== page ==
PHOENIX — The new part of Loop 202, or the South Mountain Freeway, has been open for about three weeks, making an easier commute for drivers going across the Valley.
But people who live by the new highway say it's not what they expected when it comes to noise and traffic.
"In some respects it’s a great thing," Gary Quinones explained. "In my situation, it’s bad because it’s right in my backyard."
The new freeway is not the view Quinones had when he and his family moved in 14 years ago.
The sound wall goes right behind his yard and his homeowners association is building another wall to set boundaries.
Quinones said he knew there would be noise, especially after years of construction, but the finished product is posing even more problems.
"It is noisier than what a lot of people anticipated," he said.
Carl Noble lives a few blocks over from Quinones. He said noise from the vehicles going by echoes through the neighborhoods.
"At times when there’s semis going by, it sounds like a propeller airplane coming through," he said. "It just kind of vibrates and rumbles."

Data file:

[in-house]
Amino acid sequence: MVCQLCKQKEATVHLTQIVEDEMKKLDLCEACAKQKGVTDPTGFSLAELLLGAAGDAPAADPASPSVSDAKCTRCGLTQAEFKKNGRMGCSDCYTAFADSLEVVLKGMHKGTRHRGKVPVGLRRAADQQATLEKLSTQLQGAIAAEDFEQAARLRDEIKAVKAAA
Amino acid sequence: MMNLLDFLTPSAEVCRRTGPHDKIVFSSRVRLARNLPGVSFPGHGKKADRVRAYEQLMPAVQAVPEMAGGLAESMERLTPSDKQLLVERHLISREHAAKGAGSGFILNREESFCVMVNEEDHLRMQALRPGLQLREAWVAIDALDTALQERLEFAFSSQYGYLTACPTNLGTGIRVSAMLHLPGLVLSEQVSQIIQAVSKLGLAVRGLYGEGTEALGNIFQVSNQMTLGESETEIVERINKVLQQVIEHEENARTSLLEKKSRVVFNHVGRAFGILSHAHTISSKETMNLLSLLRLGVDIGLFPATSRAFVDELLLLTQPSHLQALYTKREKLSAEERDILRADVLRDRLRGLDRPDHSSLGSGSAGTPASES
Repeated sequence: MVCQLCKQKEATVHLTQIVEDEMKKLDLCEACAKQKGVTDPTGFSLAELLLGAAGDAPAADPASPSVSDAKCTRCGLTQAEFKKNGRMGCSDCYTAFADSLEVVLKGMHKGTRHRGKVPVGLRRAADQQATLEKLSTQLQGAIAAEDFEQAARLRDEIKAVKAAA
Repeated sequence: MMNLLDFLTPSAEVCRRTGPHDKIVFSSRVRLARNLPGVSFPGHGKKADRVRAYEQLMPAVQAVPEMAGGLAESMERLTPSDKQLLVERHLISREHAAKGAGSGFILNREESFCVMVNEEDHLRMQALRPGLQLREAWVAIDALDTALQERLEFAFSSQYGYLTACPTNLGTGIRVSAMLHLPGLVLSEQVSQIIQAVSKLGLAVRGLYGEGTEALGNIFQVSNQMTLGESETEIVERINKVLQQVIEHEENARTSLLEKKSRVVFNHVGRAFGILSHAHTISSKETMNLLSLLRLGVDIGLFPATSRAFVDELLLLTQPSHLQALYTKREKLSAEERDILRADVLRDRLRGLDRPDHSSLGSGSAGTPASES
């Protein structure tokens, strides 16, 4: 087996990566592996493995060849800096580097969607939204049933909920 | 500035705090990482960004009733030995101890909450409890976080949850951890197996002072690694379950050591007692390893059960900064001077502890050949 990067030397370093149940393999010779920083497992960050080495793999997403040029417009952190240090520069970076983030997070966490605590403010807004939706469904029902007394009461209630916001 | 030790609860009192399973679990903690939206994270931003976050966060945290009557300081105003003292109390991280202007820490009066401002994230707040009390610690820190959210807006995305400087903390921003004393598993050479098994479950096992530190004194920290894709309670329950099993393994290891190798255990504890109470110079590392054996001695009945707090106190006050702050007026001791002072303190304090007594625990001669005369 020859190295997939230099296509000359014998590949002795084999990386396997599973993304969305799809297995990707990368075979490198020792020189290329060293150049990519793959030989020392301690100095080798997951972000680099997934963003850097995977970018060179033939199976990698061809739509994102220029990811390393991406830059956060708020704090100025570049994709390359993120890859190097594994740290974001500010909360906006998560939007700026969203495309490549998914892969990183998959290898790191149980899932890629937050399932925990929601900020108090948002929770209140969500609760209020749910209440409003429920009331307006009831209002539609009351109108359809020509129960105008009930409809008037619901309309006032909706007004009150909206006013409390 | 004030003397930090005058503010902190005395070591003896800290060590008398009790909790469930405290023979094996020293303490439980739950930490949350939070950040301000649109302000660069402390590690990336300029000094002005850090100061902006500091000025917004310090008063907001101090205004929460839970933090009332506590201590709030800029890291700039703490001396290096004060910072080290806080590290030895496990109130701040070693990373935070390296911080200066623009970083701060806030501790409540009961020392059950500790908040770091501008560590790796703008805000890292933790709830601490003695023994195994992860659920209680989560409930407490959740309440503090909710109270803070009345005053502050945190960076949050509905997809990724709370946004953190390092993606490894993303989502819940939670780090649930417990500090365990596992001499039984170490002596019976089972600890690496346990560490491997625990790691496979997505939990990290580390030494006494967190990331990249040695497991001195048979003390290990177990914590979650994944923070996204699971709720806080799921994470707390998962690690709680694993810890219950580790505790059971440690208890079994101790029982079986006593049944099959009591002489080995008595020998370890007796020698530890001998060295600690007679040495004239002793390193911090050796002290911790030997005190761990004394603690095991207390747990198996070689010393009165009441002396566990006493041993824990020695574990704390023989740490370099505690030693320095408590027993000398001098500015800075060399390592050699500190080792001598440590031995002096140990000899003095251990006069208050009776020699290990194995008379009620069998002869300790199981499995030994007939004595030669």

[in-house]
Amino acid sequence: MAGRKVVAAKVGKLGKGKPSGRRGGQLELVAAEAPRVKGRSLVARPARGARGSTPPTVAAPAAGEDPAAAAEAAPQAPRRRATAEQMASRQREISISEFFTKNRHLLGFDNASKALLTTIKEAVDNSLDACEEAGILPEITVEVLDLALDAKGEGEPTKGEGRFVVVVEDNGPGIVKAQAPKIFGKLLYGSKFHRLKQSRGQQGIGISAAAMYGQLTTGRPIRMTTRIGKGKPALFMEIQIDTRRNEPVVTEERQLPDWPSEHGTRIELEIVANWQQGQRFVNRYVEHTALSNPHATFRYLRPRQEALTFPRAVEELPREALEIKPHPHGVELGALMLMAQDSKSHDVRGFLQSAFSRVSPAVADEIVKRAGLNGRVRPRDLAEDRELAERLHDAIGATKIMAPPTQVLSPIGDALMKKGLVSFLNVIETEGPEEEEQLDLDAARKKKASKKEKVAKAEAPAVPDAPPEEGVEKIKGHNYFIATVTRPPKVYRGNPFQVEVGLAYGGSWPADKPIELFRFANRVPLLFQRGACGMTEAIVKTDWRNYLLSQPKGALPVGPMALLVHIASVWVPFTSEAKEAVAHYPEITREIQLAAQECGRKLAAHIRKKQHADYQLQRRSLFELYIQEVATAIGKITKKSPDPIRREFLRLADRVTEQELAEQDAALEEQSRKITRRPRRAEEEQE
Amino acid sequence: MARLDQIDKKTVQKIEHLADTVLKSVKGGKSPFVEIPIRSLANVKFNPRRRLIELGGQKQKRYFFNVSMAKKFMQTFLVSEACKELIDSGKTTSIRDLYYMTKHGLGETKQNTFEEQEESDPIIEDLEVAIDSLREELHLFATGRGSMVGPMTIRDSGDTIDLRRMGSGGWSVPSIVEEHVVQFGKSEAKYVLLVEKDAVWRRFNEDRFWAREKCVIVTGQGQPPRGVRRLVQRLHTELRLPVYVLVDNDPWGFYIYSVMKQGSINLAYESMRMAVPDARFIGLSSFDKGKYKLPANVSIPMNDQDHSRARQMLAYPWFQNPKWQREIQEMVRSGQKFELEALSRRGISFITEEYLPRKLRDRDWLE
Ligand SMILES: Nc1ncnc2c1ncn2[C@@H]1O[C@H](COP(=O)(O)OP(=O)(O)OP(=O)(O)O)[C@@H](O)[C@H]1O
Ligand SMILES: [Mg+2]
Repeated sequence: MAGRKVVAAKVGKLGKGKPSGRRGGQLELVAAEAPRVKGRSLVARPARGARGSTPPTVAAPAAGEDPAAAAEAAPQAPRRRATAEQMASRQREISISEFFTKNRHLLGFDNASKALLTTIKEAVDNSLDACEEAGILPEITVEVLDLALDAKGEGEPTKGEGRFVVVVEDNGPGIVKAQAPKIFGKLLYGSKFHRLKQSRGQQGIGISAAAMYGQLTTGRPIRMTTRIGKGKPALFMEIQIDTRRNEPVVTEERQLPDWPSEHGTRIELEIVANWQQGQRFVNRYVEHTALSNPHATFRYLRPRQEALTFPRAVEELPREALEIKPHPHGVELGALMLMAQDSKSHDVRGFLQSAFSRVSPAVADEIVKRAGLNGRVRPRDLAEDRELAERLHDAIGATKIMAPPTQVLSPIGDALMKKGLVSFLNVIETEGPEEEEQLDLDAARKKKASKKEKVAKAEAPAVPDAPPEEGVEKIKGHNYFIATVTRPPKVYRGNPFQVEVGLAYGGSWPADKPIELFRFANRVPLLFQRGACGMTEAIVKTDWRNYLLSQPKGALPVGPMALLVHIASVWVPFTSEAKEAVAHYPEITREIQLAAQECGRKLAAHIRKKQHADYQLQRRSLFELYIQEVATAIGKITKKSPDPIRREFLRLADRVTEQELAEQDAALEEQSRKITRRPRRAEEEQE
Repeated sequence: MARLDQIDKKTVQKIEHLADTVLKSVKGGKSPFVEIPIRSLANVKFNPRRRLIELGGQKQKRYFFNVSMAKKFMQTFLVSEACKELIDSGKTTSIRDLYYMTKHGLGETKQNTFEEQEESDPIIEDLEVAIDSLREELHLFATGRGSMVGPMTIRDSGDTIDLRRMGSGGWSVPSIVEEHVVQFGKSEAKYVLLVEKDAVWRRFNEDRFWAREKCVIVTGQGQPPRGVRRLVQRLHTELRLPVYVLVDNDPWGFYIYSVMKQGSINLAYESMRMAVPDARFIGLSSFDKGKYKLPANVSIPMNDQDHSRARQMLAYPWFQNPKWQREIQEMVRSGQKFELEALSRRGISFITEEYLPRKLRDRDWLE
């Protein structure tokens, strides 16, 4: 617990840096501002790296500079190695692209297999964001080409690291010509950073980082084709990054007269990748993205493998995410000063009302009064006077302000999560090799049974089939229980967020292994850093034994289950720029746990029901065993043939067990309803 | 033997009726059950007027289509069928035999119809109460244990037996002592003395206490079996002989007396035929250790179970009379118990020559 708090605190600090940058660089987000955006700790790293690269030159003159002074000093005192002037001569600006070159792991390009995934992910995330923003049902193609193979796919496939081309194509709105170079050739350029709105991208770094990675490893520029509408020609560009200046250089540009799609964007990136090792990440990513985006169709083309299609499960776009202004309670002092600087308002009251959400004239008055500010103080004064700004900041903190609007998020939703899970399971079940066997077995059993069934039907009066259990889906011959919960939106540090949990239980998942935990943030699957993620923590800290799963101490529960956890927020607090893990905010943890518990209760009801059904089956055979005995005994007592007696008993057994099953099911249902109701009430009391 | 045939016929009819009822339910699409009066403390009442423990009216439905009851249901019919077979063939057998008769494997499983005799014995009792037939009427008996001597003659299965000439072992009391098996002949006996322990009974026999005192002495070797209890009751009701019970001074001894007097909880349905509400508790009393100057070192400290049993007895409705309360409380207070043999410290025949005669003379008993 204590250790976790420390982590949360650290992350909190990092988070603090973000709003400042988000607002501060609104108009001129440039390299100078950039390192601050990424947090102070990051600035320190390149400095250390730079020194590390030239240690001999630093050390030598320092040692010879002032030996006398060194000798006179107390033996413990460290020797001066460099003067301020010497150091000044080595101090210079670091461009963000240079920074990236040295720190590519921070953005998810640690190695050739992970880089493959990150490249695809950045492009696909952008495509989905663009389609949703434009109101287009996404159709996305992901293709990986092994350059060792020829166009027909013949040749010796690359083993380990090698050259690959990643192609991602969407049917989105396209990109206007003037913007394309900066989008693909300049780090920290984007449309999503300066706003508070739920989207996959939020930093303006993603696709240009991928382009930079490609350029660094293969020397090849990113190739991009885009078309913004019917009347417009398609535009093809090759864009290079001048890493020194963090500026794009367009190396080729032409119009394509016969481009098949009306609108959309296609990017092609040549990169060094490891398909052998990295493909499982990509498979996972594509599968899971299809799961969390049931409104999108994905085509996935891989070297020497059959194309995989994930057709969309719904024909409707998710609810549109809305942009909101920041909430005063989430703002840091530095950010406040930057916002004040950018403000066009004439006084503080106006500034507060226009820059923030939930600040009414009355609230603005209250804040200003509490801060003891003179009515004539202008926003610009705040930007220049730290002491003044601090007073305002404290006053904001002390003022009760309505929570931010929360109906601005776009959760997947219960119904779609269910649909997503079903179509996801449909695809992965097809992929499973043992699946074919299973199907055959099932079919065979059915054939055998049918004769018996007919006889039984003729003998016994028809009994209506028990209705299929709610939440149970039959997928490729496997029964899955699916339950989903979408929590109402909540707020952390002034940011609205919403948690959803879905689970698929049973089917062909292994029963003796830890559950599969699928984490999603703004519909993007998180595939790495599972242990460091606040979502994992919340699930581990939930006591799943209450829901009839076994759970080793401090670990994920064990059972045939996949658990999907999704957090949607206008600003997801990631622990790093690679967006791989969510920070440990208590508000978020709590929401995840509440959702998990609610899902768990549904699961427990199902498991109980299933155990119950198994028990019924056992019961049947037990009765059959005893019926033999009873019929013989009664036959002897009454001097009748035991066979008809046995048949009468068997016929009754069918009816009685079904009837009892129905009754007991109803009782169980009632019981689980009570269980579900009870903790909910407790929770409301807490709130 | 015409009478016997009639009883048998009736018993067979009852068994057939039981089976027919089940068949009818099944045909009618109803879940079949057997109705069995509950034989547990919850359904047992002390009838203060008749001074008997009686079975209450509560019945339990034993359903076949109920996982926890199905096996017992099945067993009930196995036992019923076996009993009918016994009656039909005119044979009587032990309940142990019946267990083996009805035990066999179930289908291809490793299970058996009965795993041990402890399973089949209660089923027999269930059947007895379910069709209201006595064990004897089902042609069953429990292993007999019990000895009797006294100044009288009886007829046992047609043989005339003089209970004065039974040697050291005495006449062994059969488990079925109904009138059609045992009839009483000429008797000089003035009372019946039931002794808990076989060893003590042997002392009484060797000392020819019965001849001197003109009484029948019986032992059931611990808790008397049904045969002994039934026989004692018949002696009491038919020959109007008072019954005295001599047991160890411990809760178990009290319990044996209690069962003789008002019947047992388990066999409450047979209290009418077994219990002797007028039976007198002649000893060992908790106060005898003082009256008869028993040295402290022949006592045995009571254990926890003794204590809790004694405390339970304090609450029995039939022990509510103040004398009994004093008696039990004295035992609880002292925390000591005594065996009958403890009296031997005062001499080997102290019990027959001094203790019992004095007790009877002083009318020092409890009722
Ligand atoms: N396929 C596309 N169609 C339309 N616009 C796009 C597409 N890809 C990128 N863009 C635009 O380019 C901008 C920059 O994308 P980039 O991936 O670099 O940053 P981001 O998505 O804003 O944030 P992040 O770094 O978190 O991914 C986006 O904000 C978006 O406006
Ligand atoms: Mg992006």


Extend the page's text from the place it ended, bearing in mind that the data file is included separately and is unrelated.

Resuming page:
Not everyone who talked to 12 News said they were bothered by the traffic, but many living near the South Mountain Freeway hope the new noise isn't just part of a new normal.
ADOT says when they original tested the area for sound, their results were within guidelines.
But due to the high volume of noise complaints the department has received since the road opened, ADOT is testing again. They started Thursday morning, monitoring rush hour traffic.
"What is the loudest?" spokesman Tom Herrmann said, referring to what officials are looking for. "Are we within the guidelines, are we not? Is there something we need to do to continue mitigating the noise?"
Federal rules say the noise can't be more than 64 decimals.
Early ADOT results show they're under that level, but officials are going to keep testing at different times in different spots to see if there needs to be any more changes made.
A possible fix could be modifying the noise wall, but that decision would be based on results of the most recent noise tests.